Bruxism, also known as grinding one’s teeth, is the action of gnashing or rubbing of the upper and lower teeth together usually during the nighttime, although some people will grind their teeth throughout the day as well.
Bruxism is typically an unconscious or uncontrolled action that the person isn’t even aware they are doing. Mild grinding of your teeth can be annoying but not require treatment; however severe bruxism can eventually lead to jaw disorders, headaches, and damaged teeth as it can put up to 250 pounds of force on a person’s teeth and jaws.
If you find you are waking up in the morning with a sore jaw or headache you should speak with an experienced dentist near you for possible bruxism treatment options.
Where grinding or bruxism is the rubbing together of your teeth throughout the night, clenching is the tightening of the jaw muscles without actually moving one’s jaws. Both actions can lead to discomfort or pain in the jaw muscles, but only bruxism will also damage the teeth.
Sleep teeth grinding is more common in children and adolescents, where it is estimated up to 50% of children grind their teeth while they sleep. This number drops to 15% when children hit adolescents and 3% in adulthood.
It is not fully known why some people grind or clench their teeth. For children it is thought that it has to do with their growth and development and related to their teeth coming in. Bruxism in adults however, is thought to be a condition related to stress, anxiety or other pathophysiological causes.
Depending on the severity of the condition there are a number of things you can try to help reduce your teeth grinding.
If the grinding or clenching of your teeth is not associated with pain on chewing localized in front of the ear (TMD: temporo-mandibular disorder: a problem in the jaw articulation) there are many options to alleviate teeth grinding including:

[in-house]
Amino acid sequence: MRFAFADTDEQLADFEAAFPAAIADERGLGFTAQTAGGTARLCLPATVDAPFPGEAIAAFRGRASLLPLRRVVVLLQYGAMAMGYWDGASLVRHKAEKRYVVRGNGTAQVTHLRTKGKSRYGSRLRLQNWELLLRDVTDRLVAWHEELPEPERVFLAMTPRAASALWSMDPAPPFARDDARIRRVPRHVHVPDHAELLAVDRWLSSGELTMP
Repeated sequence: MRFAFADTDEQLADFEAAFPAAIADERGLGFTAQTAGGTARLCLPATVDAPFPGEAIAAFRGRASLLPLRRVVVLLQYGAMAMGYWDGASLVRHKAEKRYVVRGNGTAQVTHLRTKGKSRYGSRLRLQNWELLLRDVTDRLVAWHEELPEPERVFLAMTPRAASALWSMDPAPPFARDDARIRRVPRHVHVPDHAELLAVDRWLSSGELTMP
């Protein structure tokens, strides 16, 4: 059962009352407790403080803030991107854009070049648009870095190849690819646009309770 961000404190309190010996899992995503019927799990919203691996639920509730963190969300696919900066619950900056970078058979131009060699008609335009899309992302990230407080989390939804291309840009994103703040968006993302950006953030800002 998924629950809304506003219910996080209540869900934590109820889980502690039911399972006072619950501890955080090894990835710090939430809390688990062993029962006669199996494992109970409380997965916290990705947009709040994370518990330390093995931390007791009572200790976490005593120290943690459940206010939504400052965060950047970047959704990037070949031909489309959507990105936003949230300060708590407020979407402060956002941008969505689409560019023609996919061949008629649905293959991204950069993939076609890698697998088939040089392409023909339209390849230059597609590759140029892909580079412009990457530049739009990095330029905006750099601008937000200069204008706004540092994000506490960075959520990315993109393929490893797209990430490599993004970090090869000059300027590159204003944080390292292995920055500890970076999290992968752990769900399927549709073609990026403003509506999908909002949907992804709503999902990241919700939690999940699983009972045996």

If the teeth grinding is creating noise during sleep (as reported by a family member or friend) or causing chipped/flattened/broken teeth as diagnosed by a local dentist near you then a nightguard may be helpful to prevent future harmful effects to your teeth. A night guard may not completely eliminate the teeth grinding, however, it can reduce the intensity and it will protect the teeth and prevent costly dental treatments.
If the teeth grinding/clenching is associated with TMD and you are suffering from other symptoms such as headaches, migraines, shoulder or neck pain, then an evaluation by a TMJ specialist would be most beneficial to diagnose and treat the TMD together with the other symptoms comprehensively.
Many of the above suggestions for dealing with teeth grinding can still be implemented for more severe cases combined with more specialized occlusal splints finely adjusted to treat any potential articulation issues.
If you are concerned about bruxism and grinding your teeth and you live in Manhattan or anywhere in New York don’t hesitate to contact the office at Making You Smile Cosmetic Dental Studio for a treatment consultation today.